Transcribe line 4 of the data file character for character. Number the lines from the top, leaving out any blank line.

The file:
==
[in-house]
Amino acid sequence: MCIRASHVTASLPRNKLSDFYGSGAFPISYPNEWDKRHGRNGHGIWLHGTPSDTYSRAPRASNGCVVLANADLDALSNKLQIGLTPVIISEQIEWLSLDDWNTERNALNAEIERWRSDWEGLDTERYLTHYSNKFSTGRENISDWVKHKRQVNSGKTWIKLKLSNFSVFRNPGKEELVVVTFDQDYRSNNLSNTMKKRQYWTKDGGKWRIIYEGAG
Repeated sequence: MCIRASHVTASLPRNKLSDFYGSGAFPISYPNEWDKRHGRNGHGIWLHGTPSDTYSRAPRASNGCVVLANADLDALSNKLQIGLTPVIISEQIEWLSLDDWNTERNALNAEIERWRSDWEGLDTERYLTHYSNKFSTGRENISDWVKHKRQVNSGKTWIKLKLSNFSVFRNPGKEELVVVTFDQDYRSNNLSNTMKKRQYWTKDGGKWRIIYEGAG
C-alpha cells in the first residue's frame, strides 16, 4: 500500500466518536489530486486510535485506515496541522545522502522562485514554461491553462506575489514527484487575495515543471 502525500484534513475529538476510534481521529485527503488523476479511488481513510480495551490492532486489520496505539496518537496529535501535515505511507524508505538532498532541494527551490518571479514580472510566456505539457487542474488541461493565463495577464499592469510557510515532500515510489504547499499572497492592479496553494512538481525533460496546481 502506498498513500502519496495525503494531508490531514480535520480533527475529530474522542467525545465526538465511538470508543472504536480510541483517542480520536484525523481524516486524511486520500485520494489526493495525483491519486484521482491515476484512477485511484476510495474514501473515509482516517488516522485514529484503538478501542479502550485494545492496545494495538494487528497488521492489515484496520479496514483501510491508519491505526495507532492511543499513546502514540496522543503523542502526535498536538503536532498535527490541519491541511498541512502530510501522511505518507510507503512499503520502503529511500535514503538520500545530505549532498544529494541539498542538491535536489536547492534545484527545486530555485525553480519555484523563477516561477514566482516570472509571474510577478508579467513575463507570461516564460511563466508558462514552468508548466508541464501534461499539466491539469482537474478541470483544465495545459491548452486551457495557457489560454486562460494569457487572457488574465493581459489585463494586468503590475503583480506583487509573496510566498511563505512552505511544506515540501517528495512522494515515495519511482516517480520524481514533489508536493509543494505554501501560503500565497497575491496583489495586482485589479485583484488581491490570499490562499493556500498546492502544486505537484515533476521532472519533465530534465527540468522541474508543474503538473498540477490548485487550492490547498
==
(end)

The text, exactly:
C-alpha cells in the first residue's frame, strides 16, 4: 500500500466518536489530486486510535485506515496541522545522502522562485514554461491553462506575489514527484487575495515543471 502525500484534513475529538476510534481521529485527503488523476479511488481513510480495551490492532486489520496505539496518537496529535501535515505511507524508505538532498532541494527551490518571479514580472510566456505539457487542474488541461493565463495577464499592469510557510515532500515510489504547499499572497492592479496553494512538481525533460496546481 502506498498513500502519496495525503494531508490531514480535520480533527475529530474522542467525545465526538465511538470508543472504536480510541483517542480520536484525523481524516486524511486520500485520494489526493495525483491519486484521482491515476484512477485511484476510495474514501473515509482516517488516522485514529484503538478501542479502550485494545492496545494495538494487528497488521492489515484496520479496514483501510491508519491505526495507532492511543499513546502514540496522543503523542502526535498536538503536532498535527490541519491541511498541512502530510501522511505518507510507503512499503520502503529511500535514503538520500545530505549532498544529494541539498542538491535536489536547492534545484527545486530555485525553480519555484523563477516561477514566482516570472509571474510577478508579467513575463507570461516564460511563466508558462514552468508548466508541464501534461499539466491539469482537474478541470483544465495545459491548452486551457495557457489560454486562460494569457487572457488574465493581459489585463494586468503590475503583480506583487509573496510566498511563505512552505511544506515540501517528495512522494515515495519511482516517480520524481514533489508536493509543494505554501501560503500565497497575491496583489495586482485589479485583484488581491490570499490562499493556500498546492502544486505537484515533476521532472519533465530534465527540468522541474508543474503538473498540477490548485487550492490547498